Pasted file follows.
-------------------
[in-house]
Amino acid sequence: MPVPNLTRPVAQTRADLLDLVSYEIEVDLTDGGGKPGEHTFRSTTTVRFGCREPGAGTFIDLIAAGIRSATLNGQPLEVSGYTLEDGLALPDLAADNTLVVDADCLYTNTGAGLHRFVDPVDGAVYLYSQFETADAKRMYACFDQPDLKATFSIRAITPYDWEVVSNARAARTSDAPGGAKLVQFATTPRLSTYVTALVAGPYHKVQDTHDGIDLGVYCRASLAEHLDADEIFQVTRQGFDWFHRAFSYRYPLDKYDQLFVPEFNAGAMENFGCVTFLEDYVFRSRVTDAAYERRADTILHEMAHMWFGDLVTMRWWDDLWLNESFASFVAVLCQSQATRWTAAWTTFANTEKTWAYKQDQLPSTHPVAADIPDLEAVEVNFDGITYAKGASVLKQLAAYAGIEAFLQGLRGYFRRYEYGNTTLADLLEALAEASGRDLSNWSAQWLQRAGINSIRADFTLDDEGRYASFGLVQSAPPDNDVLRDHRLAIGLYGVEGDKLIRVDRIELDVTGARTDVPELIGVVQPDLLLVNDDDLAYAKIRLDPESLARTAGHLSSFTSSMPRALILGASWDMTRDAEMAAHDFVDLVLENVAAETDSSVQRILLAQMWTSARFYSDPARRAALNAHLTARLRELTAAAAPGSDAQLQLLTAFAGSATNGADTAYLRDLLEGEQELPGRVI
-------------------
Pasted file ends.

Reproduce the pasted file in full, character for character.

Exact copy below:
[in-house]
Amino acid sequence: MPVPNLTRPVAQTRADLLDLVSYEIEVDLTDGGGKPGEHTFRSTTTVRFGCREPGAGTFIDLIAAGIRSATLNGQPLEVSGYTLEDGLALPDLAADNTLVVDADCLYTNTGAGLHRFVDPVDGAVYLYSQFETADAKRMYACFDQPDLKATFSIRAITPYDWEVVSNARAARTSDAPGGAKLVQFATTPRLSTYVTALVAGPYHKVQDTHDGIDLGVYCRASLAEHLDADEIFQVTRQGFDWFHRAFSYRYPLDKYDQLFVPEFNAGAMENFGCVTFLEDYVFRSRVTDAAYERRADTILHEMAHMWFGDLVTMRWWDDLWLNESFASFVAVLCQSQATRWTAAWTTFANTEKTWAYKQDQLPSTHPVAADIPDLEAVEVNFDGITYAKGASVLKQLAAYAGIEAFLQGLRGYFRRYEYGNTTLADLLEALAEASGRDLSNWSAQWLQRAGINSIRADFTLDDEGRYASFGLVQSAPPDNDVLRDHRLAIGLYGVEGDKLIRVDRIELDVTGARTDVPELIGVVQPDLLLVNDDDLAYAKIRLDPESLARTAGHLSSFTSSMPRALILGASWDMTRDAEMAAHDFVDLVLENVAAETDSSVQRILLAQMWTSARFYSDPARRAALNAHLTARLRELTAAAAPGSDAQLQLLTAFAGSATNGADTAYLRDLLEGEQELPGRVI